Social Media

Ann McClure's picture

Campus Apartments First to Offer Residents Ability to Pay Rent Through Facebook

Campus Apartments, one of the nation’s largest privately held providers of student housing, announced the addition of Facebook Connect to SmartClick, the company’s online account portal for students and parents. Adding Facebook Connect provides one-click access to make payments, view tenant ledger and submit service requests for students and additional users the student designates. A one-time, less than a minute, set-up between Facebook and SmartClick accounts enables one-click access.

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Follow the (Facebook) Leader

In November, Ivy Tech Community College (Ind.) hit a 50,000 Facebook fan milestone. Two months later, the count neared 54,000. The page didn’t get to be what’s likely tops among community colleges on Facebook by accident. Jeff Fanter, vice president of communications and marketing for the system, which has 200,000-plus students enrolled annually, shares some success secrets:

5 Things Administrators Must Know About E-Commerce Now

Campus e-commerce sites actually have a marketing edge over retailers’ online stores, but only if departments and IT pay attention to the back end.

When it comes to e-commerce, anything retail can do, college campuses can do, too—and probably better, experts say. That explains in large part why the lone bookstore URLs many colleges and universities began with have blossomed into hundreds of online money opportunities ranging from student fees to concert and athletic tickets, from parking permits to alumni donations.

Tim Goral's picture

Social Media Tools Drive Tufts’ Communication Strategies

Tufts University's Manager of Web Content and Strategy writes, "Through social media we make real connections … and find out what people are thinking and saying. It helps us understand our community in new ways that more traditional media doesn't offer."

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There's an App for That

Answers to common questions about getting started with institutional apps

Social networking, online banking, entertainment... There’s an app for that—and for everything else you can think of. When it comes to higher ed, there’s an app for that, too. From behind-the-scenes mobile CRM apps to in-your-face athletic program apps, campus administrators are developing ways to make students’, administrators’, and faculty members’ lives a bit easier (or just more fun).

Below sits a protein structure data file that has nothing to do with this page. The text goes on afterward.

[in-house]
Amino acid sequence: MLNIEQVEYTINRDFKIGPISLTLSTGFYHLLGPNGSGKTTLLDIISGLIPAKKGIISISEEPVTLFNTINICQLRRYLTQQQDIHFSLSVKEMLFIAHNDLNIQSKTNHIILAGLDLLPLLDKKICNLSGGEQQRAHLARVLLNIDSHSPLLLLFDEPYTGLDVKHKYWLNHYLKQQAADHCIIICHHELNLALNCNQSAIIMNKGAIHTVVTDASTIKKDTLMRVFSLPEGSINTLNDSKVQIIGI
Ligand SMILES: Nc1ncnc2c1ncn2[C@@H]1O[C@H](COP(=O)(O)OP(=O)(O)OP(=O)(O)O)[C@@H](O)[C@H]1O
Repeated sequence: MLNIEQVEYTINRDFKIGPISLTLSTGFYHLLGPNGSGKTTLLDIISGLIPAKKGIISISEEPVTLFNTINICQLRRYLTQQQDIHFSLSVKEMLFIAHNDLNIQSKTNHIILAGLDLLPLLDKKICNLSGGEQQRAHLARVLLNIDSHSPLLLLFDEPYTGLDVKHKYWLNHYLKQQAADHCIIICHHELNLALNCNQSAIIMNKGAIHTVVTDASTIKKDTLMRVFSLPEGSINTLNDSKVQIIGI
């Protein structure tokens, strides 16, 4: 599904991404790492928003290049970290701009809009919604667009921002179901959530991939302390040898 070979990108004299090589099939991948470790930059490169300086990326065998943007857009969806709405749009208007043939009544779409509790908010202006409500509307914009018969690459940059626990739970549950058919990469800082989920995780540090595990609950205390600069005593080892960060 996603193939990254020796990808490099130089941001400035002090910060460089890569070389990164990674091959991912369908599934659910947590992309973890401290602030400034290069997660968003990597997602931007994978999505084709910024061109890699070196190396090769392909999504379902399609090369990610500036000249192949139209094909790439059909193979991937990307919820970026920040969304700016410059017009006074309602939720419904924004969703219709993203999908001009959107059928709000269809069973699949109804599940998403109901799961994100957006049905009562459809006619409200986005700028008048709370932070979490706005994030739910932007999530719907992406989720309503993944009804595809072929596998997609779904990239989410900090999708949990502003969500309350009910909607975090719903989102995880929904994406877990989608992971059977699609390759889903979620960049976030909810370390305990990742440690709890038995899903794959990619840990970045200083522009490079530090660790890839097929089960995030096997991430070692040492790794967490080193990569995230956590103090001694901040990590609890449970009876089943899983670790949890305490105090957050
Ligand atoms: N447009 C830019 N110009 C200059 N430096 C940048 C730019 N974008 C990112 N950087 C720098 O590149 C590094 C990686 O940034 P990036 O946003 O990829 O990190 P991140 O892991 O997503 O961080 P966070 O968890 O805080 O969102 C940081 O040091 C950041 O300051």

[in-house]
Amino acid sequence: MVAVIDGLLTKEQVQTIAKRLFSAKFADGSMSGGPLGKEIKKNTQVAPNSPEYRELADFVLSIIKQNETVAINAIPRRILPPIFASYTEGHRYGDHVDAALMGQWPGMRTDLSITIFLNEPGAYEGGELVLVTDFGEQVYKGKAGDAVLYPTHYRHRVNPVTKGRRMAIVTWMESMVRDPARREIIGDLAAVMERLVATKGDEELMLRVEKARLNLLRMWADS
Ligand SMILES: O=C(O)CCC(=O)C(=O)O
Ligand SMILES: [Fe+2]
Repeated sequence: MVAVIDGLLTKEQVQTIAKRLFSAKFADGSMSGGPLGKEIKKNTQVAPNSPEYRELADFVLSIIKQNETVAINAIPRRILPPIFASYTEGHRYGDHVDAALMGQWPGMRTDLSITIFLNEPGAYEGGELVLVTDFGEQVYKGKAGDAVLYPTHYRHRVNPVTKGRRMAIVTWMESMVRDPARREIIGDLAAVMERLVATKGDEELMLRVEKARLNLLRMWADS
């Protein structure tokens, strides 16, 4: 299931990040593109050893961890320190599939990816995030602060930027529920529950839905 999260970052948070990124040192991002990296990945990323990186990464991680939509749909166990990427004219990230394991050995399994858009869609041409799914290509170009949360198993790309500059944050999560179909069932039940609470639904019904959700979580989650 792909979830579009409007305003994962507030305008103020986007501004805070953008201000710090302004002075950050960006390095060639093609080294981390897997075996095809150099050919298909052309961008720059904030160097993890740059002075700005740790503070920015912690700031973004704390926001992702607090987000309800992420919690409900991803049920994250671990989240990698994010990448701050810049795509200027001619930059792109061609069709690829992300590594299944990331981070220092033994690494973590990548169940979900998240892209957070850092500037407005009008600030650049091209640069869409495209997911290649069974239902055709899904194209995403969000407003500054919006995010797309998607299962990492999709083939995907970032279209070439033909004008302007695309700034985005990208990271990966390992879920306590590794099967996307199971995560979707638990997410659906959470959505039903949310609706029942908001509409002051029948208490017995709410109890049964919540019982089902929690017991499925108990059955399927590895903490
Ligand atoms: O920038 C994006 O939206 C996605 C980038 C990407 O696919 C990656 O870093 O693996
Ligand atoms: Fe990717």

The Policy Police

People can be very sensitive about their social media accounts, as witnessed any time Facebook makes changes to the news feed presentation. So it makes sense that the Sam Houston State University (Texas) campus reacted badly when administrators tried to implement a new social media policy requiring any school group with SHSU in its name to grant administrative access to the Marketing and Communications department. Cries of “free speech” quickly followed. Since then, reports in the campus newspaper indicate a social media committee was created and tasked with developing a new policy.

Ann McClure's picture

Social Media Fountain Of Tech Shooting Info, True And False

Moments after Virginia Tech emergency dispatchers sent out the alert that shots had been fired on Thursday afternoon, students and onlookers started sharing messages on the Internet:

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Now Try This: A Mobile (Admissions) App

A Prospective student attending an open house or career fair, who has just finished the LSAT, or even who has some time on a train commute can apply to Atlanta’s John Marshall Law School on the spot—via smartphone or tablet. Officials there say it’s the first law school in the country facilitating the application process through the use of portable devices.

Ann McClure's picture

5 Ways Higher Education is Leveraging Mobile Tech

Mobile technology is on the minds of higher education professionals more than ever before

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Ann McClure's picture

Turnitin Compares College and Secondary Education Students’ Sources of Potential Plagiarism and Unoriginal Content

iParadigms, creators of Turnitin and the leader in originality checking and online grading, today announced the results of a new plagiarism study which shows that secondary school students in the United States rely more heavily on social networks for content in their papers and less on cheat sites and paper mills compared to college students. (registration required)

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